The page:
Participants in the 79th annual National Truck Driving Championships in Indianapolis, Indiana, took to the road course Thursday (Aug. 11) for the second challenge phase in the competition to identify the best drivers in the U.S.
More than 430 professional drivers from all 50 states are competing for top honors in eight different classes, plus step van, and the chance to be named the 2016 Bendix National Truck Driving Championships Grand Champion.
“The drivers competing this week are the best of the best – dedicated to improving their abilities and knowledge of the industry,” said Kevin Burch, President of Jet Express Inc. and First Vice Chairman of the American Trucking Associations (ATA), the largest national trade association for the trucking industry. The ATA is holding the competition at the Indiana Convention Center through Saturday (Aug. 12).
“They strive for excellence and push one another to do the same, knowing that by practicing for this competition they’re making the roads a safer place for the motoring public,” he said.
The competition consists of three challenge phases – a pre-trip inspection, a written examination and a driving course. Participants started Thursday on the driving course, which requires drivers to navigate tight turns and obstacles.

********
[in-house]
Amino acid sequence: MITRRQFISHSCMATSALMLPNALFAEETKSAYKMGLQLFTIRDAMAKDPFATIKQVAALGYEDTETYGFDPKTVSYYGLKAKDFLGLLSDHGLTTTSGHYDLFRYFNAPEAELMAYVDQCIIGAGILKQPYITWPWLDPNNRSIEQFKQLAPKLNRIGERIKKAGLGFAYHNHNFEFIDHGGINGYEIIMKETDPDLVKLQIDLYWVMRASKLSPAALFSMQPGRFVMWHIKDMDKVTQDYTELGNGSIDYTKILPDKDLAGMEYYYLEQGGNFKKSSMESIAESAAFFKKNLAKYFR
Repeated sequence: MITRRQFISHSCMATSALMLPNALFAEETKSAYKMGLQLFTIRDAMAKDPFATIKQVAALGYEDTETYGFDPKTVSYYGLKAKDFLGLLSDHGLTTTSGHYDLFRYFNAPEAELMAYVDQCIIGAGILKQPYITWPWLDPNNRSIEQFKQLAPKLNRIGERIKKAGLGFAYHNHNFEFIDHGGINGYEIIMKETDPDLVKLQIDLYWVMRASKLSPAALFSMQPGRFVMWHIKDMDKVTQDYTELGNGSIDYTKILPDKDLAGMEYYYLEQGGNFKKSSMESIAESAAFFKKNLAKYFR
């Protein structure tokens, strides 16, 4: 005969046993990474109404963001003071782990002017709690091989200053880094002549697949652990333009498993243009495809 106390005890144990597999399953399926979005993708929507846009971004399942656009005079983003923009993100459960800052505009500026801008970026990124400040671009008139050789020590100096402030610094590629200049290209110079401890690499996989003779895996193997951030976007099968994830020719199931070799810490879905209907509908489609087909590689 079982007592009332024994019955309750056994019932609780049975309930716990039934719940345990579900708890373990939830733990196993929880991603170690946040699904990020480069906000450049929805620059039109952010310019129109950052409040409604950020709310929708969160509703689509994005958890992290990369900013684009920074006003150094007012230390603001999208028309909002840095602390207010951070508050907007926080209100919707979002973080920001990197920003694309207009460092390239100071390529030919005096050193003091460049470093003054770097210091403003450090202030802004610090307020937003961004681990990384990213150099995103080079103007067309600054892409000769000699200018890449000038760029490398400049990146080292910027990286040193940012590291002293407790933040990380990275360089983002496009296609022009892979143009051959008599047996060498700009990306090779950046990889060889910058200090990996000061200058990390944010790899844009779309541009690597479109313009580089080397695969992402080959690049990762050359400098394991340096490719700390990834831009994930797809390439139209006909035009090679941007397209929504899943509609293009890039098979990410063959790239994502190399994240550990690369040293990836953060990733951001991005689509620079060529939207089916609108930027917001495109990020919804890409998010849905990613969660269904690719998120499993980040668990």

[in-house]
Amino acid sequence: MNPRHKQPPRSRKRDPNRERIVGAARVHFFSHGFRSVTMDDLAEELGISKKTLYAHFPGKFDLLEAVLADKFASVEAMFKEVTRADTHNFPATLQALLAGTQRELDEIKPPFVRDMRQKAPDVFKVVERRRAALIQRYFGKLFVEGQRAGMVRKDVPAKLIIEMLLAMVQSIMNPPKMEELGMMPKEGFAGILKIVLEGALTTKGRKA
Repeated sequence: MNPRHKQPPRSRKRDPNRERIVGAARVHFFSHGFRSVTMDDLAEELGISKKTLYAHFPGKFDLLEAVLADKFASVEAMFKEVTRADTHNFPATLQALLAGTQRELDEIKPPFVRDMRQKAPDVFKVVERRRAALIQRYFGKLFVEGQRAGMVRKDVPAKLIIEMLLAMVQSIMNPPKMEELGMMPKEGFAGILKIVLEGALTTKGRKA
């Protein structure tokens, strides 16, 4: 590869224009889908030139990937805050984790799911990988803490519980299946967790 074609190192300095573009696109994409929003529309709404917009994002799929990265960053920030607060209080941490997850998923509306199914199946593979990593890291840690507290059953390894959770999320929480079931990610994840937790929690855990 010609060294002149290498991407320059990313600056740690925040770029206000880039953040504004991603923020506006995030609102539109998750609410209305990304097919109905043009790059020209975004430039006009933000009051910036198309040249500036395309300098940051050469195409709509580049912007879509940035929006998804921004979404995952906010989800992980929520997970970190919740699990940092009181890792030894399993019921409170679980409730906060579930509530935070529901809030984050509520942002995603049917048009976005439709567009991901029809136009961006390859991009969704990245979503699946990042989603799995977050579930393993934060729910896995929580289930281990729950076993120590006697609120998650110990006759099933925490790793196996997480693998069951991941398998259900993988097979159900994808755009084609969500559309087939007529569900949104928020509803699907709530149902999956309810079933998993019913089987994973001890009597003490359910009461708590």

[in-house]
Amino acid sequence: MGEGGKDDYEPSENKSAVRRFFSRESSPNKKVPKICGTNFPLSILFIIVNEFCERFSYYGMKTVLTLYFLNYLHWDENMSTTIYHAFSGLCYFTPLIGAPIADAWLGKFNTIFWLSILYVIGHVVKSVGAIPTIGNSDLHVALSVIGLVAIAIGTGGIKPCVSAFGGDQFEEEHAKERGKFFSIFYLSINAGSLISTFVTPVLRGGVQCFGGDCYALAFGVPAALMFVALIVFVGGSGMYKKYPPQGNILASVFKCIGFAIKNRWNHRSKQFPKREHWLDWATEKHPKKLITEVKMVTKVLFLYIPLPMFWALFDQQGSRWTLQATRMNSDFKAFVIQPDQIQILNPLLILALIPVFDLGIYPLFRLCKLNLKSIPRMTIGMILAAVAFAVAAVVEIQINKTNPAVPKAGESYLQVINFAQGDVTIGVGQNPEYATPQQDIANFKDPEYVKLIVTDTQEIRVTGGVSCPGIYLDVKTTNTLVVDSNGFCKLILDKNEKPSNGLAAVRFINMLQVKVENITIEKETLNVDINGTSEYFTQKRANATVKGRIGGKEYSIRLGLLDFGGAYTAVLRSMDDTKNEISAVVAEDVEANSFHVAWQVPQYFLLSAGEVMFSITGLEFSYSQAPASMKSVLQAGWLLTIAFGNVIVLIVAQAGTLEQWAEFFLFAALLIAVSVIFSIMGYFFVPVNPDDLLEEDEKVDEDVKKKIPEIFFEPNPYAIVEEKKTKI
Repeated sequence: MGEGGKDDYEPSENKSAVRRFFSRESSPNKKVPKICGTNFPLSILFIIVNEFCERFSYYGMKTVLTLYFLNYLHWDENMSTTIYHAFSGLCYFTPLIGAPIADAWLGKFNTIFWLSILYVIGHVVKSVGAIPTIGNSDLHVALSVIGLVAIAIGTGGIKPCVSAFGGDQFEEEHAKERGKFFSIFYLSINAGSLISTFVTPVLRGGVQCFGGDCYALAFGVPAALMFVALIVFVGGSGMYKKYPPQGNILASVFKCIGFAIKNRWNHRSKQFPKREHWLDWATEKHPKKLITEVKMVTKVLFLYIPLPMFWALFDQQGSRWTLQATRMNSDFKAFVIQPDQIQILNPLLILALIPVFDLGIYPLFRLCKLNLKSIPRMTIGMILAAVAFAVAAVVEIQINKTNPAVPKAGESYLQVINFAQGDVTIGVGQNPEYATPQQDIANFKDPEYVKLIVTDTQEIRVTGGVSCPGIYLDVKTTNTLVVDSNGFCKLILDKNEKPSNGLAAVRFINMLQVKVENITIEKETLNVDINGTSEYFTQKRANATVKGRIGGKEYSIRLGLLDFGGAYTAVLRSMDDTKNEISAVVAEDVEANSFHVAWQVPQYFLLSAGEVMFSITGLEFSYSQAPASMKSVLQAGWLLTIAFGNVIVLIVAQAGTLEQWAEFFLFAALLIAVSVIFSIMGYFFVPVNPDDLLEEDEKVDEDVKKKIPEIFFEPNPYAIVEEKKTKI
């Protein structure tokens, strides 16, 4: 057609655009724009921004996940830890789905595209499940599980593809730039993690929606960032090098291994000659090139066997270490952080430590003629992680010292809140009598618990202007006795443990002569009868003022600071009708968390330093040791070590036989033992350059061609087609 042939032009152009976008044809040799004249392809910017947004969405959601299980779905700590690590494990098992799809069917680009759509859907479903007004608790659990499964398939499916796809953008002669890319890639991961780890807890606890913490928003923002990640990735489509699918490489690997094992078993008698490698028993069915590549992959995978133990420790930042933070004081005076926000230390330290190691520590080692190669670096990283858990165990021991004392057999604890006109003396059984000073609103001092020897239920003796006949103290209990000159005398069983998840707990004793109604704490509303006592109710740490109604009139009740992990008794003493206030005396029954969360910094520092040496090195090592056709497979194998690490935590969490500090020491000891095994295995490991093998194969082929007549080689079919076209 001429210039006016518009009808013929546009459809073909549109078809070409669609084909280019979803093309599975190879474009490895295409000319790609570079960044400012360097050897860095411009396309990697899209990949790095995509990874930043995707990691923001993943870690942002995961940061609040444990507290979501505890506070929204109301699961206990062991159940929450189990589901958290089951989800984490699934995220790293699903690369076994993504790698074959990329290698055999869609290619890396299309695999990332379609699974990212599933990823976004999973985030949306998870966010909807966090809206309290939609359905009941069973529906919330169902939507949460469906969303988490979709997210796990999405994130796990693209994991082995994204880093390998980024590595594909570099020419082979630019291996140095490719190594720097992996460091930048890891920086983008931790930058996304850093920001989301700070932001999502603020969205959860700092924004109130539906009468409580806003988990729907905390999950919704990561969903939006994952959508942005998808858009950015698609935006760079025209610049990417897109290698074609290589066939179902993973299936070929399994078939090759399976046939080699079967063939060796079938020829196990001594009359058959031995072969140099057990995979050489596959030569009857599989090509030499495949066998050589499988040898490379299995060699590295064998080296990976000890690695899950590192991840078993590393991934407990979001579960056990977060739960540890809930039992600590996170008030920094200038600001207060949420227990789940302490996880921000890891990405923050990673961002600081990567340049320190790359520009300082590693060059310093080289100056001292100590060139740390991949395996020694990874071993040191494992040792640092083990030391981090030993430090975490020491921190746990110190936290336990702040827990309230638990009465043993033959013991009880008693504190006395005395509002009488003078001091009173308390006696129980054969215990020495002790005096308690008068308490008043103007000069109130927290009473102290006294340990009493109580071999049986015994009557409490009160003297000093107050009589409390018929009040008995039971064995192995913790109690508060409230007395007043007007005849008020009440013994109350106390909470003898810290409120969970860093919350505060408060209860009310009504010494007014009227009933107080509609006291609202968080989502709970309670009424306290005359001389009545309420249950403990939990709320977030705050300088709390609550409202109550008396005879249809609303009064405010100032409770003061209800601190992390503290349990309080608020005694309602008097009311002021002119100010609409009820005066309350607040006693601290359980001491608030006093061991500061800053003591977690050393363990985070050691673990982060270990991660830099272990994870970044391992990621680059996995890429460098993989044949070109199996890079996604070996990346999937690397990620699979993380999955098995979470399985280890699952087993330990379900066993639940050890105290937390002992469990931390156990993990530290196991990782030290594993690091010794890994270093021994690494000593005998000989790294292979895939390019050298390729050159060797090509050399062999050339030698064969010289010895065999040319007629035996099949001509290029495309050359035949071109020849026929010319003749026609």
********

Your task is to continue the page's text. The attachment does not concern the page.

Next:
Cummins is celebrating the championships and hopes they will bring attention to the nationwide truck driver shortage. The ATA estimates the driver shortage is currently around 48,000 in the United States and if current trends hold could reach 175,000 by 2024 as a significant population of drivers near retirement age.
“I am proud that Cummins, with our engines and technology, helps truck drivers work in a safer, more dependable atmosphere,” said Amy Boerger, the company’s Vice President of Sales. “Continuing and growing this proud and important segment of our economy is critical to how we do business and how Americans receive the goods they expect.”
Bill West, a professional driver and captain of America’s Road Team at the championships, said driving is a great career.
“I get up every day and know the work I am doing directly impacts the American economy,” he said. “I can also see real opportunity professionally and personally. …This is a great profession and I encourage others to look into it.”
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